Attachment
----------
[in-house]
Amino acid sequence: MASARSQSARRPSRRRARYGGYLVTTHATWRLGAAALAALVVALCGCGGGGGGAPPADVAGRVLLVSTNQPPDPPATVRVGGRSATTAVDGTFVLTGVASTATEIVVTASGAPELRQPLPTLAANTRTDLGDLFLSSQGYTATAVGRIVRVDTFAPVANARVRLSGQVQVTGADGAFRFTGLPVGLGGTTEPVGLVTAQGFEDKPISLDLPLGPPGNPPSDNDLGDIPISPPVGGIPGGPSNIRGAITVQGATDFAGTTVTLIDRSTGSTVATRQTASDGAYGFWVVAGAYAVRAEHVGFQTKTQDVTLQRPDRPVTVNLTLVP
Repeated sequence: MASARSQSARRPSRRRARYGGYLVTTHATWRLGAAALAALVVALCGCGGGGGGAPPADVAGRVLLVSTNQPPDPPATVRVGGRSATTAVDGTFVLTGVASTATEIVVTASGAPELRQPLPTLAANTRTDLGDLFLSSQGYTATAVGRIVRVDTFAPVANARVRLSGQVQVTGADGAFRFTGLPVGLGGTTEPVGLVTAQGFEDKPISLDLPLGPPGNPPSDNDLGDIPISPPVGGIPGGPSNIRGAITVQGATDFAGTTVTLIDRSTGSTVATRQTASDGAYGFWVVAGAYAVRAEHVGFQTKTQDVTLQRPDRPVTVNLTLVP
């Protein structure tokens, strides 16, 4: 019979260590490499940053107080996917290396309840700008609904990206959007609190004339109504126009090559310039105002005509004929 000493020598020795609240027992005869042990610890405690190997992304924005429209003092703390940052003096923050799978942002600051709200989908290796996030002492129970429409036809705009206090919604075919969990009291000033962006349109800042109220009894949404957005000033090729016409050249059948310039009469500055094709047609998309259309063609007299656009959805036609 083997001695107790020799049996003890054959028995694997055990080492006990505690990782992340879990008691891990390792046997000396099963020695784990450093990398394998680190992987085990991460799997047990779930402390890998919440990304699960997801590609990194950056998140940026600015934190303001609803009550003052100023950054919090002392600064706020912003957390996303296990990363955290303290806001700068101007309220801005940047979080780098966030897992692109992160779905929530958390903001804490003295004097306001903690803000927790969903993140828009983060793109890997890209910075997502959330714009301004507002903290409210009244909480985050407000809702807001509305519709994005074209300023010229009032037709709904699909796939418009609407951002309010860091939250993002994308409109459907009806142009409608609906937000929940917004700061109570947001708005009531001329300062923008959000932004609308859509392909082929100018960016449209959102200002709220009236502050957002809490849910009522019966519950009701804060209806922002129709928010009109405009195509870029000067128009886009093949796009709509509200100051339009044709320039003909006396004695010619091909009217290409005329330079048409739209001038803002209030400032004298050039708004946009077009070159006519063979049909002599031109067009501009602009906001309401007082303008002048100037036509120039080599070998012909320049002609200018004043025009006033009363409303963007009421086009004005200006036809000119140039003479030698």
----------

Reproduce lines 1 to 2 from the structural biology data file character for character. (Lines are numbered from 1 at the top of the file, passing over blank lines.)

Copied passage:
[in-house]
Amino acid sequence: MASARSQSARRPSRRRARYGGYLVTTHATWRLGAAALAALVVALCGCGGGGGGAPPADVAGRVLLVSTNQPPDPPATVRVGGRSATTAVDGTFVLTGVASTATEIVVTASGAPELRQPLPTLAANTRTDLGDLFLSSQGYTATAVGRIVRVDTFAPVANARVRLSGQVQVTGADGAFRFTGLPVGLGGTTEPVGLVTAQGFEDKPISLDLPLGPPGNPPSDNDLGDIPISPPVGGIPGGPSNIRGAITVQGATDFAGTTVTLIDRSTGSTVATRQTASDGAYGFWVVAGAYAVRAEHVGFQTKTQDVTLQRPDRPVTVNLTLVP